The above caricature is terse and crude. It nevertheless tells us many things about the cognitive differences between the two writers.
- Bhyrappa’s is an epic imagination and Ananthamurthy’s, contemplative.
- Tradition, for Bhyrappa, is an ethos, whereas for Ananthamurthy, it is a life world rich in itself.
- Bhyrappa tries to reinvent the past from his truths, while Ananthamurthy’s is an attempt to look for truths in the past.
Put differently, the former perceives time as truth while for the latter, truth is temporal. These differences have in no way precluded them from drawing landscapes of modernity and tradition in ideologically similar ways, where aspects of consumption and perseverance have an overriding presence. (By ideology, I mean false consciousness, and not the conscious framework of thought or plan of action.)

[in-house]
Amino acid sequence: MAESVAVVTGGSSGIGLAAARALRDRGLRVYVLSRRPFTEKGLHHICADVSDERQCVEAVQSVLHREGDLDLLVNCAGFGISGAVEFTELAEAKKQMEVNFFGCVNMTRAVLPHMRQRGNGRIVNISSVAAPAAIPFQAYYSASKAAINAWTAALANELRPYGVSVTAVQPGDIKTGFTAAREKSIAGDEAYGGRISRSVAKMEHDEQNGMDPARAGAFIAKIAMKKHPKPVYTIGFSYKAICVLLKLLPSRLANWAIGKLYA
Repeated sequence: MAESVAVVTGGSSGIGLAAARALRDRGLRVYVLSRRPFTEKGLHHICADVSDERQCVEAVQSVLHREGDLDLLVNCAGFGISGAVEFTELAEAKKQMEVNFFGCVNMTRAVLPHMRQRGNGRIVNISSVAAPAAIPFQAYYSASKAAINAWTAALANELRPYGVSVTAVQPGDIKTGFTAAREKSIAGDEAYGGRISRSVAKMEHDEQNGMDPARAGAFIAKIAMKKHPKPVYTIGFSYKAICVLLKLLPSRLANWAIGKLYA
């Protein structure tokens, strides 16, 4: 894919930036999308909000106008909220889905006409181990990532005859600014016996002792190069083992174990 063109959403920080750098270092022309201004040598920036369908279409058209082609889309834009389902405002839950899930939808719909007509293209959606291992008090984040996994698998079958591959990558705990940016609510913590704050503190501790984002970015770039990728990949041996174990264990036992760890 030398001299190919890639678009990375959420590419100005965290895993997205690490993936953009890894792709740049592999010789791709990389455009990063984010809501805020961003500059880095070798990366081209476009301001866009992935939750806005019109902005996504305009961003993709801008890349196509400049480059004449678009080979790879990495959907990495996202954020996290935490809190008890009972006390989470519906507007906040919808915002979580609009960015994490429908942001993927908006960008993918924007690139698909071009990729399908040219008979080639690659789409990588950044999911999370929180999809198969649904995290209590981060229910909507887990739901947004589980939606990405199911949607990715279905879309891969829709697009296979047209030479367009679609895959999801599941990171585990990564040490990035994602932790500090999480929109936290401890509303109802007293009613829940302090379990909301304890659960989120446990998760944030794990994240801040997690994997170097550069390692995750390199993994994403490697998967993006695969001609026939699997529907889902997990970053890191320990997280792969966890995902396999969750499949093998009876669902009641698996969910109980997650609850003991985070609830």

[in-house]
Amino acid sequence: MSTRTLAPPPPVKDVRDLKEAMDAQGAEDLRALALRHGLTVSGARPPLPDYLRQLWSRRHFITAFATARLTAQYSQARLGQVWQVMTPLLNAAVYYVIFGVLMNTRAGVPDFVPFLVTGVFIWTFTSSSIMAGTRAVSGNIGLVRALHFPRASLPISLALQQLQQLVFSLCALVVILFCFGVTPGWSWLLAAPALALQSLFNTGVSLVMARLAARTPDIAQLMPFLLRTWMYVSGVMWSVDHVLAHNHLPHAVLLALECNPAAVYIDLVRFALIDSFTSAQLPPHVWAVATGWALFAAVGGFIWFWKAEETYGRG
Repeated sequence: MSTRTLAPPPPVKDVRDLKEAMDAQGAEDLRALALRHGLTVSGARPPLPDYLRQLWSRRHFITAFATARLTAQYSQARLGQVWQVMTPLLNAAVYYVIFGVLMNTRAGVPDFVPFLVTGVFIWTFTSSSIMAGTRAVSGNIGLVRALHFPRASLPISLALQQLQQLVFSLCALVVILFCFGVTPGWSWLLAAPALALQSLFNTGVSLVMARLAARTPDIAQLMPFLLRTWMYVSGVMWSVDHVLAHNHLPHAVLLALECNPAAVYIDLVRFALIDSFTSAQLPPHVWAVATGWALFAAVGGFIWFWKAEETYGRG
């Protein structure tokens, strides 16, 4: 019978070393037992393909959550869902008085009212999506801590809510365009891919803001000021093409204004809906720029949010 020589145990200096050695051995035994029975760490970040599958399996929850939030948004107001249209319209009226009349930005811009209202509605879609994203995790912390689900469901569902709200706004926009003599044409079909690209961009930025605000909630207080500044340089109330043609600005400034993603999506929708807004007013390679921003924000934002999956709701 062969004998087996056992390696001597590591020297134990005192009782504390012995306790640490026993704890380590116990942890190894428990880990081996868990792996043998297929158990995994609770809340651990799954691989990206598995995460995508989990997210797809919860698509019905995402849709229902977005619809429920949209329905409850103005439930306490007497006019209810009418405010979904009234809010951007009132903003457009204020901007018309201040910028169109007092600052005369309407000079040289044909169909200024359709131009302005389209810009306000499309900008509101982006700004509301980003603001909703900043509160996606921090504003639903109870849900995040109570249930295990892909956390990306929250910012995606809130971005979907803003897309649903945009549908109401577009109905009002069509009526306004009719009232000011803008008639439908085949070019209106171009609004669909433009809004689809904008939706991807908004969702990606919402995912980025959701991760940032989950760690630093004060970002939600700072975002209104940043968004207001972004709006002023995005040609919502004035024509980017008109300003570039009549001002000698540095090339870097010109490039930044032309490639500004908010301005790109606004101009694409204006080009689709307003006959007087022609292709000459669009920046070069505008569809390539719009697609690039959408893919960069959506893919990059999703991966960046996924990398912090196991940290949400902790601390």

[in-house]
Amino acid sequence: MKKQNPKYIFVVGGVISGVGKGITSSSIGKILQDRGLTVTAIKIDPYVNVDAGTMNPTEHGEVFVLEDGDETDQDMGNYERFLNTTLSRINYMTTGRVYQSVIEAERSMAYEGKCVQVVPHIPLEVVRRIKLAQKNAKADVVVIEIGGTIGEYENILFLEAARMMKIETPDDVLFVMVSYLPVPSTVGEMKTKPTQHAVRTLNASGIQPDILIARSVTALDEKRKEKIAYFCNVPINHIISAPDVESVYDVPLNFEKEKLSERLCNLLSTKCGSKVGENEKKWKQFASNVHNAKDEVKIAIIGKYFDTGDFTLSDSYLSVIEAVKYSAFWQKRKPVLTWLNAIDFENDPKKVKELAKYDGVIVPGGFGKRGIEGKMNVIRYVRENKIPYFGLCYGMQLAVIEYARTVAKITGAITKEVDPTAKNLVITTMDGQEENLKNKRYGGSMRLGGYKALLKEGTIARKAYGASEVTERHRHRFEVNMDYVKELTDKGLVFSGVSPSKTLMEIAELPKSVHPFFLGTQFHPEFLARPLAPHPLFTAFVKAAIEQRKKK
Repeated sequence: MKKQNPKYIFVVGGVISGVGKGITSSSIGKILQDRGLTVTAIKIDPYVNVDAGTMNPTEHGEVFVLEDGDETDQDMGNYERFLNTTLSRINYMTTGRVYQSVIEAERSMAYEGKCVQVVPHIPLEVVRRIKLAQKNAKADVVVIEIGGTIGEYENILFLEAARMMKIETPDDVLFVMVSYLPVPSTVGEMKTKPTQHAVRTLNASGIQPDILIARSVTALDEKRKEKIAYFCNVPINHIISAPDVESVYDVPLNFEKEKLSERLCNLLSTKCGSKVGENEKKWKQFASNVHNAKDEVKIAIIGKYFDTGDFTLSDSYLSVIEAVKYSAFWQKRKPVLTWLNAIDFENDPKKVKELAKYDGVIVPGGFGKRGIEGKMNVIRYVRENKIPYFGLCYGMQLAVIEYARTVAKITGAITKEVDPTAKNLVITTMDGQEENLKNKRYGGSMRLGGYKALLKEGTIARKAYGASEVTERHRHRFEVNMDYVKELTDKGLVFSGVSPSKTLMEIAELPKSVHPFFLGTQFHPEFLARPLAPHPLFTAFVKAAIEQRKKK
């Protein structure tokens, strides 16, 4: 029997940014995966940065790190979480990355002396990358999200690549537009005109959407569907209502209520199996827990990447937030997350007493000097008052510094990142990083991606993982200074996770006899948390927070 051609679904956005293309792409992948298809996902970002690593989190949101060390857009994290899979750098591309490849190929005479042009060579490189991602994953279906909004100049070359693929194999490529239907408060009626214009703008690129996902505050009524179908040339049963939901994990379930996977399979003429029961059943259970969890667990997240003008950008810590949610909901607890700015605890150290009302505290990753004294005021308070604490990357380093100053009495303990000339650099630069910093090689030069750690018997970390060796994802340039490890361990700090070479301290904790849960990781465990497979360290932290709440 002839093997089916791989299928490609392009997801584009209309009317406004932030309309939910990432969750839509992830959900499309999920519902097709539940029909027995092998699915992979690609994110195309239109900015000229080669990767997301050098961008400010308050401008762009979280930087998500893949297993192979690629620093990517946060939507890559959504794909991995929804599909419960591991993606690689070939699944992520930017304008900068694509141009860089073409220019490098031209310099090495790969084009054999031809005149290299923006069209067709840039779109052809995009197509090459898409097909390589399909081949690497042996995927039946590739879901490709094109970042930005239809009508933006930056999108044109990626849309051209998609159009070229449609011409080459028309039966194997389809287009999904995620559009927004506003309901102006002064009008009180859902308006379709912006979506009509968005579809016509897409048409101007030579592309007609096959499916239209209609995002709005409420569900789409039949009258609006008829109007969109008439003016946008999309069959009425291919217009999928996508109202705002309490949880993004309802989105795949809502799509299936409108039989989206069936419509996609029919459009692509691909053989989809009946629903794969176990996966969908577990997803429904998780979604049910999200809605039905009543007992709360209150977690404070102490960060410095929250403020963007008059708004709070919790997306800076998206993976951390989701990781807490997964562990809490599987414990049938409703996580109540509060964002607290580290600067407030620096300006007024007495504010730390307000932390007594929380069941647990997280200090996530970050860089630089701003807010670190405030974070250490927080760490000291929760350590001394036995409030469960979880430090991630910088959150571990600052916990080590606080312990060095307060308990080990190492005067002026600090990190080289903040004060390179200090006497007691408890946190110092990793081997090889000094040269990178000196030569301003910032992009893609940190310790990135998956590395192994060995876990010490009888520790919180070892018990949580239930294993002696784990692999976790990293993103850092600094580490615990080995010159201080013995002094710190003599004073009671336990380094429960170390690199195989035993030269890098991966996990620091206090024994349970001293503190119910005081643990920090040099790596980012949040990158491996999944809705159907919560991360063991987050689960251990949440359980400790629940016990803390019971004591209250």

If the differences in form, conceptual frames and political concerns have not prevented the manifestation of many layers of ideological similarities between the two writers, we must ask whether there exists a deeper reality which makes this likeness possible. Is there some overarching force which creates this visible opposition between tradition and modernity, right and left, pro-Hindutva and anti-Hindutva, and so forth? As of now, the only such force one can think of is Capital, with its strange ways of reification.